Skip to main content

Striving to Be Better: Expectations and Deviations on Friday Night Lights

I'm just going to say it upfront: I'm hating Julie's storyline.

I always like to give Friday Night Lights the benefit of the doubt when it comes to storytelling (except, maybe, for the murder conspiracy storyline in Season Two), but the weakness of the current college plot for Julie Taylor (Aimee Teegarden) was all the more apparent this week when it was juxtaposed with the strength and grace of the storyline for Vince (Michael B. Jordan).

This week's episode of Friday Night Lights ("The Right Hand of the Father"), written by Patrick Massett and John Zinman and directed by David Boyd, attempted to balance the two plots, as well as a third about striving to be a better person in light of last week's disastrous party and the drunken behavior of Maura (Denise Williamson) but it didn't quite all come together for me in the end, due to the lackluster nature of that Julie subplot.

Which is a bit of a disappointment, as Jordan's Vince delivered some powerful and affecting scenes in which he attempted to balance the expectations placed on him by Coach Taylor (Kyle Chandler) and his father, newly released from prison, with his own bruised feelings and innate needs. Viewed within those contexts, the episode was a resounding success as it followed what could have been a familiar plot trajectory and instead made it is own, exploring whether we can change as human beings and how much change we're capable of achieving.

Continue reading...

Comments

Anonymous said…
This show finished months ago.l Why are you so behind?
Jace Lacob said…
Anonymous,

I am not "so behind." I reviewed each of these episodes last year and earlier this year when they aired on DirecTV, but the show's final season is currently airing on NBC, and these reviews are being repurposed for those who don't have DirecTV or haven't picked up the final season DVD.

Popular posts from this blog

Katie Lee Packs Her Knives: Breaking News from Bravo's "Top Chef"

The android has left the building. Or the test kitchen, anyway. Top Chef 's robotic host Katie Lee Joel, the veritable "Uptown Girl" herself (pictured at left), will NOT be sticking around for a second course of Bravo's hit culinary competition. According to a well-placed insider, Joel will "not be returning" to the show. No reason for her departure was cited. Unfortunately, the perfect replacement for Joel, Top Chef judge and professional chef Tom Colicchio, will not be taking over as the reality series' host (damn!). Instead, the show's producers are currently scouring to find a replacement for Joel. Top Chef 's second season was announced by Bravo last month, but no return date has been set for the series' ten-episode sophomore season. Stay tuned as this story develops. UPDATE (6/27): Bravo has now confirmed the above story .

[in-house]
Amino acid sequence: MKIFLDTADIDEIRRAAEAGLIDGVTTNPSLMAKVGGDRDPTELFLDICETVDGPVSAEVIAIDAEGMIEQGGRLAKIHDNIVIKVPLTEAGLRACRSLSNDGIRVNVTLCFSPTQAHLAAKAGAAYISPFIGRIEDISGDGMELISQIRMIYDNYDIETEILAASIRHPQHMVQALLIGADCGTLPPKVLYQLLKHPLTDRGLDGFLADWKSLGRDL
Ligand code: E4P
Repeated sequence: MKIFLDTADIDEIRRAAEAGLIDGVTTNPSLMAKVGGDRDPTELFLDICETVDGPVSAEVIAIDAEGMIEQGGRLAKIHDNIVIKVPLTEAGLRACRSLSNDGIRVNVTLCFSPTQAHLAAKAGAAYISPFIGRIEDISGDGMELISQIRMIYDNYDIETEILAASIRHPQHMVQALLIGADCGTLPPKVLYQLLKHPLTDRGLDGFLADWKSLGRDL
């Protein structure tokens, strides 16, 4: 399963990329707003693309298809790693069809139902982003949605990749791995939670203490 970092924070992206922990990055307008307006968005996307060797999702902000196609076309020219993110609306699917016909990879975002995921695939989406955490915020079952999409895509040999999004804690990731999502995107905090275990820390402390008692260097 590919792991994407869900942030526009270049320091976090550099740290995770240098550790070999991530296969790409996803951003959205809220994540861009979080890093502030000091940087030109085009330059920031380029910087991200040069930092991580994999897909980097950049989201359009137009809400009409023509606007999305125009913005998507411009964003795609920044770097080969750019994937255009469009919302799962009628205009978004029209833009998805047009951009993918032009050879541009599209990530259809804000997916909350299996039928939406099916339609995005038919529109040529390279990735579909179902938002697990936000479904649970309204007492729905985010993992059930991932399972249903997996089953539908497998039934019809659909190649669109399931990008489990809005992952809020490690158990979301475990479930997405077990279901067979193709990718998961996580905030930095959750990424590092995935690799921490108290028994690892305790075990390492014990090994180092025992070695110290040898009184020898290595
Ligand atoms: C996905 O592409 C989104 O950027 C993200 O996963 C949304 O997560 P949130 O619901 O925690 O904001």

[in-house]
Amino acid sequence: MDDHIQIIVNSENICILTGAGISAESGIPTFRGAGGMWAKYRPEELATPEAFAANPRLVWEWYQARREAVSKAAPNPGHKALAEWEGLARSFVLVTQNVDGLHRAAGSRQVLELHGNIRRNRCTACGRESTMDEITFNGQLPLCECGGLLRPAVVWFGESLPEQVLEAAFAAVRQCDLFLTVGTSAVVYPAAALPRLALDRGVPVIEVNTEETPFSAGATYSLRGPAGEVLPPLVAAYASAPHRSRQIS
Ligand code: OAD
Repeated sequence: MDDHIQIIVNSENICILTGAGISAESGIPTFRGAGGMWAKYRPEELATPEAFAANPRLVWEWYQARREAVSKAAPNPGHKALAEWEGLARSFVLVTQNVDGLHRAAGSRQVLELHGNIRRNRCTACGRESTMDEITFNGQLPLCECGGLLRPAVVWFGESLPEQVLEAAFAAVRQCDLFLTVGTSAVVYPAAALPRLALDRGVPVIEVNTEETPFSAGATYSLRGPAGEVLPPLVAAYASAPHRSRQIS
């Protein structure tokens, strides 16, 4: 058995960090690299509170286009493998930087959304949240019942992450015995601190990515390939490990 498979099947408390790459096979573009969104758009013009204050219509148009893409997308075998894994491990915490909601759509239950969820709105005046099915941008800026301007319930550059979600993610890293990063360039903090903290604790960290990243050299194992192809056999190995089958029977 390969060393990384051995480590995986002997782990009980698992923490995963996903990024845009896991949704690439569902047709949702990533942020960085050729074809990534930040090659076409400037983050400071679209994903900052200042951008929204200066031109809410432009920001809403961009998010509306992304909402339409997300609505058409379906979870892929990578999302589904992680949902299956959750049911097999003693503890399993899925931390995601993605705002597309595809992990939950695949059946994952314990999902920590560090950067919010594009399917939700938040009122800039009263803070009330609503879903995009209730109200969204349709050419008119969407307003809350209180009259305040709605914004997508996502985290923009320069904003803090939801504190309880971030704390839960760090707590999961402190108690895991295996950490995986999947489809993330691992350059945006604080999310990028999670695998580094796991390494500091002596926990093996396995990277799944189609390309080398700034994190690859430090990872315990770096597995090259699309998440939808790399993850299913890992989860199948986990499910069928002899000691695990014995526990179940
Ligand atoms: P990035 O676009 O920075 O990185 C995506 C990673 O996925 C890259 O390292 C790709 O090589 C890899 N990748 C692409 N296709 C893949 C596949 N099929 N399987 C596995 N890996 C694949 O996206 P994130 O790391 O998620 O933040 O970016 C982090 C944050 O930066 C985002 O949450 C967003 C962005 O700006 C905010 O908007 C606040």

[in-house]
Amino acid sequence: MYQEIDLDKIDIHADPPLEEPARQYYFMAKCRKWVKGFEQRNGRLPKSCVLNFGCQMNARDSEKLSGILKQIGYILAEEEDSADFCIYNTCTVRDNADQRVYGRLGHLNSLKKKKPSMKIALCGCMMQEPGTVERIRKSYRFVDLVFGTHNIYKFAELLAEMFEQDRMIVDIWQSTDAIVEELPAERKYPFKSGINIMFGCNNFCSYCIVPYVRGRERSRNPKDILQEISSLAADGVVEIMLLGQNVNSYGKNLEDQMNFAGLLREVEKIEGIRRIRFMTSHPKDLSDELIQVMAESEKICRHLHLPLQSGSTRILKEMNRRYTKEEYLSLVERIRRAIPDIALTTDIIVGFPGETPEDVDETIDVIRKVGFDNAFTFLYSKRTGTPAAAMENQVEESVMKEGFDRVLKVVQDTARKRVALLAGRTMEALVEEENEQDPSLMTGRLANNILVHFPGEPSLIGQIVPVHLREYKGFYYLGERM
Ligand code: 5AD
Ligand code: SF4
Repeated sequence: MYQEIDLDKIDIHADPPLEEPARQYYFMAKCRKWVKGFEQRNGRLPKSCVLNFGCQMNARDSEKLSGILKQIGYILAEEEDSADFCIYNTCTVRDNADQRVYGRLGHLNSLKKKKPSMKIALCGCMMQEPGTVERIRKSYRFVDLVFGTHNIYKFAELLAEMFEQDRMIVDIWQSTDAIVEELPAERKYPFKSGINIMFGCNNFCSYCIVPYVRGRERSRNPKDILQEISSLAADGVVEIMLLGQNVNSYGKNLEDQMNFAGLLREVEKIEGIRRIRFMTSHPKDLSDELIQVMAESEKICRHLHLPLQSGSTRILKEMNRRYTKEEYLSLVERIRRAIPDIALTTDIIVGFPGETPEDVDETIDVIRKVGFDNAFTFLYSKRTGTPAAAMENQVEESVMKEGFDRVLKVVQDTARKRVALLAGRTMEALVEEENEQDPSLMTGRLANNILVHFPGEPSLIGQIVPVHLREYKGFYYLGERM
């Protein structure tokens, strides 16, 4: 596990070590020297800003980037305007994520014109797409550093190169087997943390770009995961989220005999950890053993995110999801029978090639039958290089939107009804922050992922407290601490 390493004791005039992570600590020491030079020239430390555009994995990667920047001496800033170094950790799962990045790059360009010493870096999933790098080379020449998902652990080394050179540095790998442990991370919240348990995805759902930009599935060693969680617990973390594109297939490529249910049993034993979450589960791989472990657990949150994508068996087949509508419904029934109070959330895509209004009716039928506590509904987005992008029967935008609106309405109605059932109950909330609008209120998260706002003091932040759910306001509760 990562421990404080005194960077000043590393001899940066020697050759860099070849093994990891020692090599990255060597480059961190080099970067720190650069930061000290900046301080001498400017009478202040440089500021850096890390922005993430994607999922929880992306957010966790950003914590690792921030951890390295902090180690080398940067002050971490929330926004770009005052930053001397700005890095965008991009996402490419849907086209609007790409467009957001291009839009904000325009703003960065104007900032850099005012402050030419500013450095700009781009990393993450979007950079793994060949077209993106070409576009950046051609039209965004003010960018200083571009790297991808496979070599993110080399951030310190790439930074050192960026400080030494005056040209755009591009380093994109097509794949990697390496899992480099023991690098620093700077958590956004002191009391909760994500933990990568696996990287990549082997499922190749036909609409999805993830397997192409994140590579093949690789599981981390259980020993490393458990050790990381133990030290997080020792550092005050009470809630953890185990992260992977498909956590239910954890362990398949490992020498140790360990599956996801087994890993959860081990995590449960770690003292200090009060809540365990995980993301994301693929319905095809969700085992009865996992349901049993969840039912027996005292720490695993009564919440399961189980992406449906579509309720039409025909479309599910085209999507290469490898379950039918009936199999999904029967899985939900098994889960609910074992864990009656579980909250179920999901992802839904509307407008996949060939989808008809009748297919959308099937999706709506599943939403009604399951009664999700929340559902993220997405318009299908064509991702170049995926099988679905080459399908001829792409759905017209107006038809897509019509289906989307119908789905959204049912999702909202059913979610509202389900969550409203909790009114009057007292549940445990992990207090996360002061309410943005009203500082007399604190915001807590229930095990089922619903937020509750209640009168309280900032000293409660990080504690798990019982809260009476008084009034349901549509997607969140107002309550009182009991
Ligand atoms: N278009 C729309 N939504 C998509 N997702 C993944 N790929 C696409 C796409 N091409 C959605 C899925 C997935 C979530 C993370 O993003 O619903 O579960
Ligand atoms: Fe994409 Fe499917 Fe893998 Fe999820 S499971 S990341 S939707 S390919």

Me Want Food: Jenna Gets Famously Fat on "30 Rock"

I don't know about you, but I've already ordered my "Me Want Food" t-shirt from the NBC store. Last night's episode of 30 Rock ("Jack Gets in the Game") was, in my opinion, one of the strongest of the series and has officially pushed the zany comedy into the realm of Arrested Development : deftly plotted and intricately layered, with so many jokes piled atop of jokes that it requires several viewings in order to catch them all. While at its heart, 30 Rock is a workplace comedy, it's left that narrow pigeonhole behind to become a witty example of how intelligent and taut humor can work (and flourish) on television... and exist in harmony with hilarious throwaways like the Thriller -inspired Werewolf Bar Mitzvah music video that would have done the AD crew proud. I want Will Arnett to appear on this series whenever possible. His gay exec Devin is hilarious, manipulative, and has an inexplicable weakness for Kenneth the Page, but he claims to have

"Gilmore" Guy: Who is New Showrunner David Rosenthal?

A few days later and I am still processing the news that Gilmore Girls showrunner Amy Sherman-Palladino--and her exceptionally talented husband, writer and producer Daniel Palladino-- announced their departure from the whip-smart drama after six seasons. The news wouldn't be such a blow, save for the fact that Gilmore Girls is as much about Amy and Daniel as it is about Lorelai and Rory. In their capable hands, the show explored a supremely complicated family dynamic through the beautiful friendship of mother and daughter Lorelai and Rory... and did so with smart dialogue usually found in a Nick & Nora film rather than on television. Zany subplots abounded as did quirky, beloved supporting characters. And now, after six seasons (including this most recent--and very shaky--season where Amy and Daniel wrote less episodes than usual), Amy and Daniel are passing on the showrunning torch to... Dave Rosenthal?!? For those of you in the audience unfamiliar with David Rosenthal ,